Photo: Mark Wilson/Getty Images

President Trump formally nominated Army Secretary Mark Esper as secretary of Defense on Friday evening, Politico reports.

Why it matters: This comes after several months of leadership instability at the Pentagon. Earlier this week, acting Defense secretary Patrick Shanahan stepped down from his role. His resignation will become effective Sunday.

Details: Esper is an Army veteran who served in the Gulf War. He has been secretary of the Army since November 2017, worked on Capitol Hill and for defense contractor Raytheon. Under the Federal Vacancies Reform Act, Esper cannot serve as acting Defense secretary while the Senate undergoes its confirmation process. Navy Secretary Richard Spencer is likely to be named the new acting secretary, per the Pentagon’s succession order.

Go deeper: Trump's temps

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Dave Lawler, author of World
5 mins ago - World

Special report: Trump's hopes of nuclear deal with Putin come down to the wire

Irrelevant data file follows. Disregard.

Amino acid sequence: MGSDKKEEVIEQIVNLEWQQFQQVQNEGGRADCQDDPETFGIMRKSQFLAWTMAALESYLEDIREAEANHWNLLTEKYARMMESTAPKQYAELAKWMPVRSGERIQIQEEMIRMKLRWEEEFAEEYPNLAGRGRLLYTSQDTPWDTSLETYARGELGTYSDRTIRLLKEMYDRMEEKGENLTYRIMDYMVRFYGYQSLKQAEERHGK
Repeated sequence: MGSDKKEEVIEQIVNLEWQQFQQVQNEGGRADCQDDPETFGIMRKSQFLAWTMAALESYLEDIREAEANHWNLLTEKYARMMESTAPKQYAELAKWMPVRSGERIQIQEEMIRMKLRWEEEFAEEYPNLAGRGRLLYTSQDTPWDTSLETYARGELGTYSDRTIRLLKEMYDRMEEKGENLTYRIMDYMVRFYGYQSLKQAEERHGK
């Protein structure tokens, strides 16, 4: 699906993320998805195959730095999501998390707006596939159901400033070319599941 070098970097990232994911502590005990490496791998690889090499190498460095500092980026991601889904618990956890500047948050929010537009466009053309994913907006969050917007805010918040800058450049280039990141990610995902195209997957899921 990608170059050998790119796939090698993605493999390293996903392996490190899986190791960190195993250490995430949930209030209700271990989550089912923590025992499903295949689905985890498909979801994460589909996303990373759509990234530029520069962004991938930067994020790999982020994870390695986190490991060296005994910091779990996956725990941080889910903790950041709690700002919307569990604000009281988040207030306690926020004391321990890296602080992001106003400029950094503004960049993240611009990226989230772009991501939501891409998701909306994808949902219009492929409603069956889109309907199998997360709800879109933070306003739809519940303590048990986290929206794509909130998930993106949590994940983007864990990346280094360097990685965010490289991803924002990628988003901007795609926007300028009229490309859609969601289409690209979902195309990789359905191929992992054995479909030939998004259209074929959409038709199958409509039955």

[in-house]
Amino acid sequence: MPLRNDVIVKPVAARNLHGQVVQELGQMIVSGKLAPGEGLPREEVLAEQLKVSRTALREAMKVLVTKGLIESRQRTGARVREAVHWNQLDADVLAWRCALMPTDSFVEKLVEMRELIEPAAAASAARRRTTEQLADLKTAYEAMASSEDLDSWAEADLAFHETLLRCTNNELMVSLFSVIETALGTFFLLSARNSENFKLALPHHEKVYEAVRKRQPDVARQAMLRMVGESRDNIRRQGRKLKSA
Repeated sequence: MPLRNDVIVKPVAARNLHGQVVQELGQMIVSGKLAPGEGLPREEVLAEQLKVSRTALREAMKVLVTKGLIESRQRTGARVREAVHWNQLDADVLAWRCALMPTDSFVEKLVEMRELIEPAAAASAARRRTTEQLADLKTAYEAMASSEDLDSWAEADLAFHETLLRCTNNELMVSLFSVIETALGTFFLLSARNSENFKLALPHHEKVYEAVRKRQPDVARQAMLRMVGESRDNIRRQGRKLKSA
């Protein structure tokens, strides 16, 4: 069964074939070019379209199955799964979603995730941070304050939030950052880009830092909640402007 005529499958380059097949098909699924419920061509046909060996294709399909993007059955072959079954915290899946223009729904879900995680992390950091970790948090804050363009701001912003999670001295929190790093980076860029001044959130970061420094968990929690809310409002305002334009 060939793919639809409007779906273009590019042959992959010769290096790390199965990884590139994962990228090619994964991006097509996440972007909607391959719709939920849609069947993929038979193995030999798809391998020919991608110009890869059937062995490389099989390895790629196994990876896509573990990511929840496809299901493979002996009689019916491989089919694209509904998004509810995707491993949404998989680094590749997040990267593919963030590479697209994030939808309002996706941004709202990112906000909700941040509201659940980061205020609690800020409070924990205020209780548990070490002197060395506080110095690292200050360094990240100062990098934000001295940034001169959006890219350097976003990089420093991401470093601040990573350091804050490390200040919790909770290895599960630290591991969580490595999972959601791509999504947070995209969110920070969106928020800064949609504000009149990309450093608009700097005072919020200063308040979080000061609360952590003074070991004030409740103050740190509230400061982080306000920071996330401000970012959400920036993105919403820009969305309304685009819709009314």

Illustration: Lazaro Gamio/Axios

A surprise offer from Vladimir Putin has the U.S. and Russia once again circling a potential pre-election nuclear deal.

The big picture: The last treaty constraining the U.S. and Russia, New START, is due to expire on Feb. 5, 2021, two weeks after the next U.S. presidential inauguration. For the first time since the height of the Cold War, the nuclear guardrails could come off.

The cliffhanger could be ... Georgia

Illustration: Sarah Grillo/Axios

It hasn't backed a Democrat for president since 1992, but Georgia's changing demographics may prove pivotal this year — not only to Trump v. Biden, but also to whether Democrats take control of the Senate.

Why it matters: If the fate of the Senate did hinge on Georgia, it might be January before we know the outcome. Meanwhile, voters' understanding of this power in the final days of the election could juice turnout enough to impact presidential results.

Amy Harder, author of Generate
6 hours ago - Energy & Environment

Climate change goes mainstream in presidential debate

Photo illustration: Aïda Amer/Axios. Photo: Olivier Douliery-Pool/Getty

The most notable part of Thursday’s presidential debate on climate change was the fact it was included as a topic and assumed as a fact.

The big picture: This is the first time in U.S. presidential history that climate change was a featured issue at a debate. It signals how the problem has become part of the fabric of our society. More extreme weather, like the wildfires ravaging Colorado, is pushing the topic to the front-burner.